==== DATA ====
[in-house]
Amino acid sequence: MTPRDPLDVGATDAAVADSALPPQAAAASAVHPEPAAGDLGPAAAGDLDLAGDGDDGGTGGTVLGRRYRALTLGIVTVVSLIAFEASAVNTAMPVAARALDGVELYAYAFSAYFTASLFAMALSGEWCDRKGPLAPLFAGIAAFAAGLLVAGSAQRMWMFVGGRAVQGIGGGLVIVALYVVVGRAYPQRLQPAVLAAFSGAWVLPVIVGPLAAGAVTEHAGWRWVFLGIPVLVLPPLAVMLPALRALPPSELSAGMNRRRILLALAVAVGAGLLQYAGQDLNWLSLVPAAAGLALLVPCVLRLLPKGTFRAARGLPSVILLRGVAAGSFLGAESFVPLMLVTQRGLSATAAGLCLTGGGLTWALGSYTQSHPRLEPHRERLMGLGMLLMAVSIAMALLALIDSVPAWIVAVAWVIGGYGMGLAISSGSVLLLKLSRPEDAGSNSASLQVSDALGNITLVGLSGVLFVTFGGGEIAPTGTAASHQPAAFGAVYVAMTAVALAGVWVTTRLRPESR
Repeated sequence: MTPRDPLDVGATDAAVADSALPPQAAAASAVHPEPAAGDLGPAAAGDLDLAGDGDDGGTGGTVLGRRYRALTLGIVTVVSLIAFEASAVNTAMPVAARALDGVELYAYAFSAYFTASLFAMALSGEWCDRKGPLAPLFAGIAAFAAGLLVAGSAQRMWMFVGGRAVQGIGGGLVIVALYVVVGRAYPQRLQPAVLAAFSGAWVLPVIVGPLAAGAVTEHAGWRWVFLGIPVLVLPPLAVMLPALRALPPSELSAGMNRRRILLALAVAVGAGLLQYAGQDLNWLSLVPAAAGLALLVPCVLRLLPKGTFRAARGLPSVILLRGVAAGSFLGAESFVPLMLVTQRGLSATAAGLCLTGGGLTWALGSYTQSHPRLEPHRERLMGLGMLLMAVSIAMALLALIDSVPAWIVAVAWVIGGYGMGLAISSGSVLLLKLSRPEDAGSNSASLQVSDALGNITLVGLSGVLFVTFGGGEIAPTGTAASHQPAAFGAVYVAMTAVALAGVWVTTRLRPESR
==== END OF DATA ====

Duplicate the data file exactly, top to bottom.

[in-house]
Amino acid sequence: MTPRDPLDVGATDAAVADSALPPQAAAASAVHPEPAAGDLGPAAAGDLDLAGDGDDGGTGGTVLGRRYRALTLGIVTVVSLIAFEASAVNTAMPVAARALDGVELYAYAFSAYFTASLFAMALSGEWCDRKGPLAPLFAGIAAFAAGLLVAGSAQRMWMFVGGRAVQGIGGGLVIVALYVVVGRAYPQRLQPAVLAAFSGAWVLPVIVGPLAAGAVTEHAGWRWVFLGIPVLVLPPLAVMLPALRALPPSELSAGMNRRRILLALAVAVGAGLLQYAGQDLNWLSLVPAAAGLALLVPCVLRLLPKGTFRAARGLPSVILLRGVAAGSFLGAESFVPLMLVTQRGLSATAAGLCLTGGGLTWALGSYTQSHPRLEPHRERLMGLGMLLMAVSIAMALLALIDSVPAWIVAVAWVIGGYGMGLAISSGSVLLLKLSRPEDAGSNSASLQVSDALGNITLVGLSGVLFVTFGGGEIAPTGTAASHQPAAFGAVYVAMTAVALAGVWVTTRLRPESR
Repeated sequence: MTPRDPLDVGATDAAVADSALPPQAAAASAVHPEPAAGDLGPAAAGDLDLAGDGDDGGTGGTVLGRRYRALTLGIVTVVSLIAFEASAVNTAMPVAARALDGVELYAYAFSAYFTASLFAMALSGEWCDRKGPLAPLFAGIAAFAAGLLVAGSAQRMWMFVGGRAVQGIGGGLVIVALYVVVGRAYPQRLQPAVLAAFSGAWVLPVIVGPLAAGAVTEHAGWRWVFLGIPVLVLPPLAVMLPALRALPPSELSAGMNRRRILLALAVAVGAGLLQYAGQDLNWLSLVPAAAGLALLVPCVLRLLPKGTFRAARGLPSVILLRGVAAGSFLGAESFVPLMLVTQRGLSATAAGLCLTGGGLTWALGSYTQSHPRLEPHRERLMGLGMLLMAVSIAMALLALIDSVPAWIVAVAWVIGGYGMGLAISSGSVLLLKLSRPEDAGSNSASLQVSDALGNITLVGLSGVLFVTFGGGEIAPTGTAASHQPAAFGAVYVAMTAVALAGVWVTTRLRPESR